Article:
Protocol Number of Sites Total Data Change rate

WWW 400,000 1,500GB 600GB/month

Gopher 5,000 100GB declining (from Veronica Index)

FTP 10,000 5,000GB not known

Netnews 20,000 discussions 240GB 16GB/month

The World Wide Web is vast, growing rapidly, and filled with transient information. Estimated at 50 million pages with the average page online for only 75 days, the turnover is considerable. Furthermore, the number of pages is reported to be doubling every year. Using the average web page size of 30 kilobytes (including graphics) brings the current size of the Web to 1.5 terabytes (or million megabytes).

To gather the World Wide Web requires computers specifically programmed to "crawl" the net by downloading a web page, then finding the links to graphics and other pages on it, and then downloading those and continuing the process. This is the technique that the search engines, such as Altavista, use to create their indices to the World Wide Web. The Internet Archive currently holds 600GB of information of all types. In 1997 we will have collected a snapshot of the documents and images.

The information collected by these "crawlers" is not, unfortunately, all the information that can be seen on the Internet. Much of the data is restricted by the publisher, or stored in databases that are accessible through the World Wide Web but are not available to the simple crawlers. Other documents might have been inappropriate to collect in the first place, so authors can mark files or sites to indicate that crawlers are not welcome. Thus the collected Web will be able to give a feel of what the web looked like at a particular time, but will not simulate the full online environment.

While the current sizes are large, the Internet is continuing to grow rapidly. When it is common to connect oneís home camcorder to the upcoming high bandwidth Internet, it will not be practical to archive it all. At some point we will have to become more select what data will be of the most value in the future, but currently we can be afford to gather it all.

Storing Terabytes of Data Cost Effectively

Crucial to archiving the Internet, and digital libraries in general, is the cost effective storage of terabytes of data while still allowing timely access. Since the costs of storage has been dropping rapidly, the archiving cost is dropping. The flip side, of course, is that people are making more information available.

To stay ahead of this onslaught of text, images, and soon video information we believe we have to store the information for much less money than the original producers paid for their storage. It would be impractical to spend as much on our storage as everyone else combined.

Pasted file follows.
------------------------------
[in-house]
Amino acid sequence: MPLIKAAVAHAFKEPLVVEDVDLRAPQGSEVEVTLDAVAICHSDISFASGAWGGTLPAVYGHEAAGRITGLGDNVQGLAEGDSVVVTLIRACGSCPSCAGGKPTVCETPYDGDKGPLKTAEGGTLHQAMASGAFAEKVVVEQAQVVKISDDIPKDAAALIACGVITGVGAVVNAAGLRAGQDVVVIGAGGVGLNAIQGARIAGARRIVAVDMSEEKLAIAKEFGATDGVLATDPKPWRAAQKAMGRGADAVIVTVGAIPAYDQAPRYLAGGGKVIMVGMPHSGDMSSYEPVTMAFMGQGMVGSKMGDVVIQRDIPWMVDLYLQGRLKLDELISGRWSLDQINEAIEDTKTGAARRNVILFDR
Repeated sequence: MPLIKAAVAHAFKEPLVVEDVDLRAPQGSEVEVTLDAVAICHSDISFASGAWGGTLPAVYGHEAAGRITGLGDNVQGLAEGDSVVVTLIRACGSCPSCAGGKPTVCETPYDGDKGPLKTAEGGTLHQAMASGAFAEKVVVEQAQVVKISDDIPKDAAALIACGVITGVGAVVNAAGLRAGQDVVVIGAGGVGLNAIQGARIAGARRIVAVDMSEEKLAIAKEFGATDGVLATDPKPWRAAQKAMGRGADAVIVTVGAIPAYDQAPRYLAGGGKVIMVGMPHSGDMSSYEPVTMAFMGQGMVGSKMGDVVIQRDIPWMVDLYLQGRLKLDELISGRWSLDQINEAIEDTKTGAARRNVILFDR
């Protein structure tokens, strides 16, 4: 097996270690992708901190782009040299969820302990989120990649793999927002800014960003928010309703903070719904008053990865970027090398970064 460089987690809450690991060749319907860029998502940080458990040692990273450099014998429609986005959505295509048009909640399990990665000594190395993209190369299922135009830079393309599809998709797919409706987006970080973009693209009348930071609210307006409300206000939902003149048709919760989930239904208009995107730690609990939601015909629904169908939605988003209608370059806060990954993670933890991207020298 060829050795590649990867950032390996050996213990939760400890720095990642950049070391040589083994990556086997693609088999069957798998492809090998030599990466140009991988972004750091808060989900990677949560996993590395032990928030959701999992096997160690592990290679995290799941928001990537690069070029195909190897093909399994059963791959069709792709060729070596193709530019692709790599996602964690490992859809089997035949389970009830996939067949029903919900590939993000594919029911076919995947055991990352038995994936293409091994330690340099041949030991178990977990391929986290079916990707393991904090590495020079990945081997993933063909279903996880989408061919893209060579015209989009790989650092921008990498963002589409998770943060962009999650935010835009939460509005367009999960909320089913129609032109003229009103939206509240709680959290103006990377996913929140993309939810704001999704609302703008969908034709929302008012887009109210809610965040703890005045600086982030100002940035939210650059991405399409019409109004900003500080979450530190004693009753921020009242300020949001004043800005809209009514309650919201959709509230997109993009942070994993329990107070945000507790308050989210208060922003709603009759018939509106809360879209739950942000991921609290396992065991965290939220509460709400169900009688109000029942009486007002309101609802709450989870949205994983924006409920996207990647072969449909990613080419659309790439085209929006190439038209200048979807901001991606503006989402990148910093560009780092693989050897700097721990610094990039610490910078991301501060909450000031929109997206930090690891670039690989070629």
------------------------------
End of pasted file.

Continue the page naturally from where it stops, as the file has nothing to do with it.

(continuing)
Storage Technologies Cost per GigaByte Random access time

Memory (RAM) $12,000/GB 70nanoSeconds

Hard Disk $200/GB 15miliSeconds

Optical Disk Jukebox $140/GB 10seconds

Tape Jukebox $20/GB 4minutes

Tapes on shelf $2/GB human assistance required

(1 GigaByte = 1000 MegaBytes, 1TeraByte = 1000GigaBytes. A GigaByte is roughly enough to store 1000 books or 1 hour of compressed video)

With these prices, we chose hard disk storage for a small amount of the frequently accessed data combined with tape jukeboxes. In most applications we expect a small amount of information to be accessed much more frequently than the rest, leveraging the use of the faster disk technology rather than the tape jukebox.

Providing Access and New Services

After gathering and storing the public contents of the Internet, what services would then be of greatest value with such a repository? While it is impossible to be certain, digital versions of paper services might prove useful.

For instance, we can provide a "reliability service" for documents that are no longer available from the original publisher. This is similar to one of the roles of a library. In this way, one document can refer, through a hypertext link, to a document on another server and a reader will be able to follow that link even if the original is gone. We see this as an important piece of infrastructure if the global hypertext system is to become a medium for scholarly publishing.

Another application for a central archive would be to store an "official copy of record" of public information. These records are often of legal interest, helping to determine what was said or known at a particular time.

Historians have already found the material useful. David Allison of the Smithsonian Institution has used the materials for an exhibit on Presidential Election websites, which he thinks might be the equivalent to saving videotapes of early TV campaign advertisements. David Eddy Spicer of Harvardís Kennedy School of Government has used the materials for their "case studies" in much the same way they collect old newspapers articles to capture a point in time.

With copies of the Internet over time and cross correlation of data from multiple sources, new services might help users understand what they are reading, when it was created, and what other people thought of it. With these services, people might be able to give a context to the information they are seeing and therefore know if they can trust it. Furthermore, the coordination of this meta-information and usage data can help build services for navigating the sea of data that is available.

Companies are also interested in saving similar information and building similar services based on their internal information to help employees effectively learn from the experiences of others.

The technologies and the services that will grow out of building digital archives and digital libraries could lead towards building a reliable system of information interchange based on electrons rather than paper. Using the "library" might be done many times a day to use documents that are no longer available on the Internet.

Legal and Social Issues